• Manski (2004) ”Measuring Expectations”, Econometrica, 72(5).
  • Mas, A. and Moretti, E. (2009). ”Peers at Work,” American Economic Review, American Economic Association, vol. 99(1), pages 112-45.
  • Meyer, B.D. (1995) ”Natural and Quasi-Experiments in Economics”, Journal of Business and Economic Statistics, 13 (2), 151-161.
  • Miguel, E. and Kremer, M. (2004) ”Worms: Identifying Impacts on Education and Health in the Presence of Treatment Externalities, Econometrica, 72(1), 159-217.
  • Todd, P. (2001) ”A practical guide for the implementation of matching estimators”
  • Rosenzweig and Wolpin (2000) ”Natural ’Natural’ Experiments”, Journal of Economic Literature, 38 (4), 827-874.
  • Rubin (1974) ”Estimating Causal Effects of Treatments in Randomized and Nonrandomized Studies”, Journal of Education Psychology, 66, 688-701.
  • Schechter, L. (2007a) ”Theft, Gift-Giving, and Trustworthiness: Honesty is Its Own Reward in Rural Paraguay,” American Economic Review, 97(5): 1560-1582.
  • Schechter, L. (2007b) ”Risk Aversion and Expected-Utility Theory: A Calibration Exercise,” Journal of Risk and Uncertainty, 35(1): 67-76.
  • Stinebrickner, T. and Stinebrickner, R. (2009) ”Learning about Academic Ability and the College Drop-Out Decision”, mimeo.

Competences acquired

The course should facilitate the process of generating research ideas and formulating them in a research proposal. Students learn a selection of methods and tools necessary to write applied micro papers. Students practice presenting papers and defending their own research ideas.


Schedule

Type
From
To
Weekday
From
To
Room
Material
Lecture
06.09.17
06.12.17
Wednesday
15:30
17:00
Room 002, Building L9, 1-2

Lecturer(s)


Course Type: elective course

Course Number: E891

Credits: 5

Prerequisites

This course is targeted to second-year Ph.D. students in economics. Students are expected to have completed first-year micro and macro theory courses.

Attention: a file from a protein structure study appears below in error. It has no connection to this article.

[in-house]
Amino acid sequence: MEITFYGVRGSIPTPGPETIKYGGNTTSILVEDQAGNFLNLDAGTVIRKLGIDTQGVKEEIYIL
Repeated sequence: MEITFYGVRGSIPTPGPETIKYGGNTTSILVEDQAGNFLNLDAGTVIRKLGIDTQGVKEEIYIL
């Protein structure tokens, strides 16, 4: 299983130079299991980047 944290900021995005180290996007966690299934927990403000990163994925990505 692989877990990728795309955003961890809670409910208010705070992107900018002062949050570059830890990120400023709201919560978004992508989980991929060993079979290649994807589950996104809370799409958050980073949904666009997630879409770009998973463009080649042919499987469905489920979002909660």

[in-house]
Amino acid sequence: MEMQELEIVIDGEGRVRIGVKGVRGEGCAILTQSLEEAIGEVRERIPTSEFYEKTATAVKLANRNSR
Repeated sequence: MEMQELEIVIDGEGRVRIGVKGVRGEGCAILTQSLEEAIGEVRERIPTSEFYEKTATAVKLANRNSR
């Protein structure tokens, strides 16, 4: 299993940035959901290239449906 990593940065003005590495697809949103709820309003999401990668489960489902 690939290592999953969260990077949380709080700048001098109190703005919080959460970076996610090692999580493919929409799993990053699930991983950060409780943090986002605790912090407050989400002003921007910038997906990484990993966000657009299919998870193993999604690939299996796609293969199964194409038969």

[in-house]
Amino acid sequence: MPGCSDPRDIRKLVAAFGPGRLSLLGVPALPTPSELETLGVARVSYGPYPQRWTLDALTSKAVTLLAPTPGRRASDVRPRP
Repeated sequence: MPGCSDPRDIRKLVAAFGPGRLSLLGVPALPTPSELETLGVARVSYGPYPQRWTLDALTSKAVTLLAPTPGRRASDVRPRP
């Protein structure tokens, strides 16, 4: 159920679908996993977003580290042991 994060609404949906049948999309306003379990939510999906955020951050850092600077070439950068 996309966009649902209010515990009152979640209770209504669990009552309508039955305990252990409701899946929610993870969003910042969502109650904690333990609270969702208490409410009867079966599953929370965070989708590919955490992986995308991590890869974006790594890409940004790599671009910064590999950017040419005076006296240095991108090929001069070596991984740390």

Course Content

This course is an introduction to international trade at the Ph.D. level. The first part of the course will have a lecture structure and we will discuss the core models of modern international trade theory. We will study neoclassical trade models, i.e., the Ricardian- and Heckscher-Ohlin models  and then move to trade models with imperfect competition. Particular emphasis will be given to models with firm-level heterogeneity. The second part of the course will be organized as a seminar: depending on the number of participants, either students will present papers at the research frontier or there will be a reading group format. Topics covered depend on the students’ interest.

 

Requirements for the assignment of ECTS-Credits and Grades:

Class room participation, problem sets, oral presentation.


Competences acquired

Students will be familiar with the core models and methods used in modern research in international trade. They will know the research frontier in this field and will be able to start independent research projects that may lead to a dissertation in international trade. 


Schedule

Type
From
To
Weekday
From
To
Room
Material
Lecture
05.09.17
05.12.17
Tuesday
12:00
13:30